The global semiconductor industry is expected to grow by 2.3 times over the next decade, driven by new technologies in AI, next-generation automobiles, and robotics. We have identified two key trends in the semiconductor industry: “advancement of semiconductors" and “restructuring of the supply chain”.
The focus of semiconductor advancement has traditionally been on pursuing "miniaturisation”. However, as the physical limits of miniaturisation have become an issue, the importance of materials and processing technologies, such as innovative materials and three-dimensional structures, has been increasing. In terms of supply chain restructuring, the semiconductor shortage caused by COVID-19 and potential procurement challenges due to geopolitical risks have prompted nations to position semiconductors as a strategic commodity and to develop supply networks domestically and in friendly countries.
The Japanese semiconductor industry is characterised by its dominant share in the supply chain and attractiveness as a production base. Sub-materials and manufacturing equipment, in which Japan has a high market share, are expected to grow alongside technological evolution. A good example of this is the integration of Japanese equipment and materials companies by major semiconductor manufacturers, such as Samsung's establishment of a new research centre for next-generation semiconductor packaging technology in Yokohama. This suggests that Japan's technological capabilities are highly valued. In terms of geopolitics, Japan has a strong advantage as a production base because of its alliance with the U.S. Moreover, Japan has political and economic stability, in addition to many suppliers helping to manufacture chips. In particular, when Taiwanese manufacturers consider regional diversification, Japan has a high affinity due to its proximity and cultural similarities. Several Taiwanese foundries are moving forward with the establishment of new bases in Japan. This indicates that there is an excellent opportunity for Japanese companies as they align with the trends of the semiconductor industry.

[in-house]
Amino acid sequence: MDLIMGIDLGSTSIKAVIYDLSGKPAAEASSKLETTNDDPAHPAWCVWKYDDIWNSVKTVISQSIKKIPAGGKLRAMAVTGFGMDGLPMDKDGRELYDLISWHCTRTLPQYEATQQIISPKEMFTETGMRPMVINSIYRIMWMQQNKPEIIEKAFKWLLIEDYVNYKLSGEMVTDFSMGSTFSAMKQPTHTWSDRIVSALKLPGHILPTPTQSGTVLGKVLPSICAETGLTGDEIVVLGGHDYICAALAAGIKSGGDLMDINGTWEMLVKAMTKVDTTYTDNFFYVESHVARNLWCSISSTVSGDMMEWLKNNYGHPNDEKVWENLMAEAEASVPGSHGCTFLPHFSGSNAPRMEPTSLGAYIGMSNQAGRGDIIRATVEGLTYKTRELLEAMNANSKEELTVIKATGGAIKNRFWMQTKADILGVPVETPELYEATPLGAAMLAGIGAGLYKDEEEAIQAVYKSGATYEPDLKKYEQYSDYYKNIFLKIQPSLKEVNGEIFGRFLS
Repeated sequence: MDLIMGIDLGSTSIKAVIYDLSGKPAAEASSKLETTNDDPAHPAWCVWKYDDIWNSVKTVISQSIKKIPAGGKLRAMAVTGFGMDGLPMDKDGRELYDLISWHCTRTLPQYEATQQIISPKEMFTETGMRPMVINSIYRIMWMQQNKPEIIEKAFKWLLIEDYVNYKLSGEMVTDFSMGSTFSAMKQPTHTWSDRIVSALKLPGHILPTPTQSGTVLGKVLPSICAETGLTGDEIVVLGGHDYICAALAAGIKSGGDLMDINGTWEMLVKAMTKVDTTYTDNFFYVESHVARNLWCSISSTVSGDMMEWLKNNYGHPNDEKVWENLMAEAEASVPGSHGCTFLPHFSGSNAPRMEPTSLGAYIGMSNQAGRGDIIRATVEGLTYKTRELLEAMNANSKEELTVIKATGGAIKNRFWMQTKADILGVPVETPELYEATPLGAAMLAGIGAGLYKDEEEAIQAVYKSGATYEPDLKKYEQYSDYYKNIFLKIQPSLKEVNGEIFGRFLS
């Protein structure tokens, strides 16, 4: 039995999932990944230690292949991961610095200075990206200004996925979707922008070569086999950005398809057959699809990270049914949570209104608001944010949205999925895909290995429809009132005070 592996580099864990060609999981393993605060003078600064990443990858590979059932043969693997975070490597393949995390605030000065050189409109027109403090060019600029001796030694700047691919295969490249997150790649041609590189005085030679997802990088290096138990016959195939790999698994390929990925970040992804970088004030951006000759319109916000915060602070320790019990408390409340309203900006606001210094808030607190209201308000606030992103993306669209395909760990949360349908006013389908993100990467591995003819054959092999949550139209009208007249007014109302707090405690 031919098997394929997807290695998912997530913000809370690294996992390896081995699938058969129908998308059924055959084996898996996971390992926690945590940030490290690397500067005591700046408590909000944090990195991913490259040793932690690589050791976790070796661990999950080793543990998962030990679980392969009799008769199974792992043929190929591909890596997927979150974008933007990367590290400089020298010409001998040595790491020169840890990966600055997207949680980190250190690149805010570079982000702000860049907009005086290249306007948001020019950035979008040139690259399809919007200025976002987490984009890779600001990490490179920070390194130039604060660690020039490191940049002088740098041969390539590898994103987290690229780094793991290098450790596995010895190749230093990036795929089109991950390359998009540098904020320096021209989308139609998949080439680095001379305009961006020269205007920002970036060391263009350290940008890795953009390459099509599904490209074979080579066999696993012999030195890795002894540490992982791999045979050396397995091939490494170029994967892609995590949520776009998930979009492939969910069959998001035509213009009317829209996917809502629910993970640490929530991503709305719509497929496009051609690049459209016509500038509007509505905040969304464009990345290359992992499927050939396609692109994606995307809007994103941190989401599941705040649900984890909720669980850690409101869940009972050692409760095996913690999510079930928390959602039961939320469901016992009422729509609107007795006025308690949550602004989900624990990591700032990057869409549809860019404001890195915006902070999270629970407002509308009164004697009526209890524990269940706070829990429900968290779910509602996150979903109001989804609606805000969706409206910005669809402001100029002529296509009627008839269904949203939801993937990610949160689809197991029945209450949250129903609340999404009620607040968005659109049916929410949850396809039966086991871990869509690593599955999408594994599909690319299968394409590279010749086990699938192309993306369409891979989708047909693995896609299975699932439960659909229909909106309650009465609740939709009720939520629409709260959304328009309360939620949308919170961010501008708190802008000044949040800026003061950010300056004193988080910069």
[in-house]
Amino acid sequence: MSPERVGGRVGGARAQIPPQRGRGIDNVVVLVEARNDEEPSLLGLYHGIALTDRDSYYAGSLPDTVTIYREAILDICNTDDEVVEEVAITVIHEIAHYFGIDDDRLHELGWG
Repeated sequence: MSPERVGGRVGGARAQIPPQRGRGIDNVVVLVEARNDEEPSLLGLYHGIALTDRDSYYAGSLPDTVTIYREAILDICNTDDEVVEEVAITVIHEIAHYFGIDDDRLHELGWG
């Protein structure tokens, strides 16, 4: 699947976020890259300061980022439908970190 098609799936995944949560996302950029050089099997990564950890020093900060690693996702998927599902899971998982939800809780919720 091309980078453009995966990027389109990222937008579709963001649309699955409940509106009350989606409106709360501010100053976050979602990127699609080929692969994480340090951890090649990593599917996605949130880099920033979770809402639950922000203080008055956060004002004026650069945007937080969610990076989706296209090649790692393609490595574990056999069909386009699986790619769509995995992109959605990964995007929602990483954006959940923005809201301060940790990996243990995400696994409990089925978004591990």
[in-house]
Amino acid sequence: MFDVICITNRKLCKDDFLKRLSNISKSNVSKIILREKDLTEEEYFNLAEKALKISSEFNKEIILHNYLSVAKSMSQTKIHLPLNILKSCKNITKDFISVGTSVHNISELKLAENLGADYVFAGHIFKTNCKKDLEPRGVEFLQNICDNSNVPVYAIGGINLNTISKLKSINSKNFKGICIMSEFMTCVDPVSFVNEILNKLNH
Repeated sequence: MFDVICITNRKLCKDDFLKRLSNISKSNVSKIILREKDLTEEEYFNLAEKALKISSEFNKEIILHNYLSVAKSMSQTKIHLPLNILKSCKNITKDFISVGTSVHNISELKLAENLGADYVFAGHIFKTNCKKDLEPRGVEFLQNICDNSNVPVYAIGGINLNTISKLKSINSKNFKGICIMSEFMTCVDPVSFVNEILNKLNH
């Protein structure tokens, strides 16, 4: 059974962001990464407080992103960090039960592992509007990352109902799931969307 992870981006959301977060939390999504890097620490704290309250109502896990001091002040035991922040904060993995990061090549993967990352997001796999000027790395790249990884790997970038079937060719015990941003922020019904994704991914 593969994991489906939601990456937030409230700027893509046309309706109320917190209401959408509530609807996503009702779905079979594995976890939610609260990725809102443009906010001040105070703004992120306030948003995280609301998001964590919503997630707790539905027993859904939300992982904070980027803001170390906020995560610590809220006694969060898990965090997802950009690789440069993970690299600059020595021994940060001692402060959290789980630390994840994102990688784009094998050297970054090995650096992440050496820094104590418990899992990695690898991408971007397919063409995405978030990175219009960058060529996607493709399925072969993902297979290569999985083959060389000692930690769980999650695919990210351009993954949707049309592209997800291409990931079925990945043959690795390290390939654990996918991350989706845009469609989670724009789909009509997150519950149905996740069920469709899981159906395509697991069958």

In addition to these unique characteristics, an essential element of the Japanese semiconductor industry is government commitment. At SEMICON Japan, Mr. Amari, Chairman of the Promotion of Semiconductor Strategy of the ruling Liberal Democratic Party of Japan, stressed the need for government involvement in the industry. He stated, "In the coming era, the existence of a strong semiconductor industry for a nation can mean the difference between life and death”. Furthermore, moves by the Ministry of Economy, Trade and Industry (METI) over the past few years have been astonishingly bold, and the Japanese government is providing a wide range of national policy support to semiconductor production. On the production side, the construction of TSMC's Kumamoto plant, subsidised by METI, is progressing at an unprecedented pace and is scheduled to open in February. It is in contrast to a U.S. plant project, which will push back the launch of operations to 2025. This recertifies how Japan can improve its reliability as a production base, and TSMC has already decided to build another plant. We believe Rapidus, a company established under a Japanese government directive, is the key to establishing a purely domestic manufacturer of cutting-edge semiconductors. Although many were initially sceptical about the roadmap to manufacture "2-nanometer" semiconductors, it is now becoming more feasible thanks to the collaboration with IBM and imec, the presence of equipment and materials companies, and a new business alliance with a Canadian AI company. In terms of the materials industry, Japan has taken the lead in the reorganisation of the resist industry and the government has offered subsidies to companies such as SUMCO, a major producer of silicon wafers, and IBIDEN, a chip packaging provider. This can be taken as a strong message of commitment by the government to protect and enhance technology.
Although Japan's semiconductor-related national policies are often cited as examples of past failures, the latest initiative combines "industry trends," "Japan's strengths," and "government policy" at a previously unseen level that is leading to high expectations. At the same time, from an investment perspective, we believe that this presents a set of attractive investment opportunities.